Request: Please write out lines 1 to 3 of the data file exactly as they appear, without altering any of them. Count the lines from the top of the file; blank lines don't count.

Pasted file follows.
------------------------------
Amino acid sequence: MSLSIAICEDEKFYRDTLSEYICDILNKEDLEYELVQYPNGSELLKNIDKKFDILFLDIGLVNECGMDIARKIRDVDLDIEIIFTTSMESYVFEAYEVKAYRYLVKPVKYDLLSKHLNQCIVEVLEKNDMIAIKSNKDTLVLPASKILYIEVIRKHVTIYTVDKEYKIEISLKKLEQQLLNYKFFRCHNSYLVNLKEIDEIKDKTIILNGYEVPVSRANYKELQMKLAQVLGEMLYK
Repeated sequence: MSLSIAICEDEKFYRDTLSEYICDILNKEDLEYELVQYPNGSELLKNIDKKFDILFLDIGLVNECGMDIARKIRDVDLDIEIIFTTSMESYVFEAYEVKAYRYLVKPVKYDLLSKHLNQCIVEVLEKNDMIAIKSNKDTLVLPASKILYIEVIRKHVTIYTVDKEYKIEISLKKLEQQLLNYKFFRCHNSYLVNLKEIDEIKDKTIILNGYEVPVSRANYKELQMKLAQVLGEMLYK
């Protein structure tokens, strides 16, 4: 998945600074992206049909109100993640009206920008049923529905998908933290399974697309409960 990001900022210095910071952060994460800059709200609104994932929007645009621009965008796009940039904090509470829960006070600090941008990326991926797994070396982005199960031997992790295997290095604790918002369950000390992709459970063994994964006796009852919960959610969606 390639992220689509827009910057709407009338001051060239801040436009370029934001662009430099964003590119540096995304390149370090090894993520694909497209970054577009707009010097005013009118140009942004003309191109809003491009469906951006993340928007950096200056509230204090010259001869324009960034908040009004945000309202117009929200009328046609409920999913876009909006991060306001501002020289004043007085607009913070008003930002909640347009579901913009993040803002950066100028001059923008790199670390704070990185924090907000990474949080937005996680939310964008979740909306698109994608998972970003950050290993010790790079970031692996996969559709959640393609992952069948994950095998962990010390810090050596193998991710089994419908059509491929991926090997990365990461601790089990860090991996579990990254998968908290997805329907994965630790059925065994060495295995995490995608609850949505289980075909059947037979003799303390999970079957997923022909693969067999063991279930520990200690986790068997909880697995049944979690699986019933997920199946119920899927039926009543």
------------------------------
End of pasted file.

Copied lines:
Amino acid sequence: MSLSIAICEDEKFYRDTLSEYICDILNKEDLEYELVQYPNGSELLKNIDKKFDILFLDIGLVNECGMDIARKIRDVDLDIEIIFTTSMESYVFEAYEVKAYRYLVKPVKYDLLSKHLNQCIVEVLEKNDMIAIKSNKDTLVLPASKILYIEVIRKHVTIYTVDKEYKIEISLKKLEQQLLNYKFFRCHNSYLVNLKEIDEIKDKTIILNGYEVPVSRANYKELQMKLAQVLGEMLYK
Repeated sequence: MSLSIAICEDEKFYRDTLSEYICDILNKEDLEYELVQYPNGSELLKNIDKKFDILFLDIGLVNECGMDIARKIRDVDLDIEIIFTTSMESYVFEAYEVKAYRYLVKPVKYDLLSKHLNQCIVEVLEKNDMIAIKSNKDTLVLPASKILYIEVIRKHVTIYTVDKEYKIEISLKKLEQQLLNYKFFRCHNSYLVNLKEIDEIKDKTIILNGYEVPVSRANYKELQMKLAQVLGEMLYK
């Protein structure tokens, strides 16, 4: 998945600074992206049909109100993640009206920008049923529905998908933290399974697309409960 990001900022210095910071952060994460800059709200609104994932929007645009621009965008796009940039904090509470829960006070600090941008990326991926797994070396982005199960031997992790295997290095604790918002369950000390992709459970063994994964006796009852919960959610969606 390639992220689509827009910057709407009338001051060239801040436009370029934001662009430099964003590119540096995304390149370090090894993520694909497209970054577009707009010097005013009118140009942004003309191109809003491009469906951006993340928007950096200056509230204090010259001869324009960034908040009004945000309202117009929200009328046609409920999913876009909006991060306001501002020289004043007085607009913070008003930002909640347009579901913009993040803002950066100028001059923008790199670390704070990185924090907000990474949080937005996680939310964008979740909306698109994608998972970003950050290993010790790079970031692996996969559709959640393609992952069948994950095998962990010390810090050596193998991710089994419908059509491929991926090997990365990461601790089990860090991996579990990254998968908290997805329907994965630790059925065994060495295995995490995608609850949505289980075909059947037979003799303390999970079957997923022909693969067999063991279930520990200690986790068997909880697995049944979690699986019933997920199946119920899927039926009543």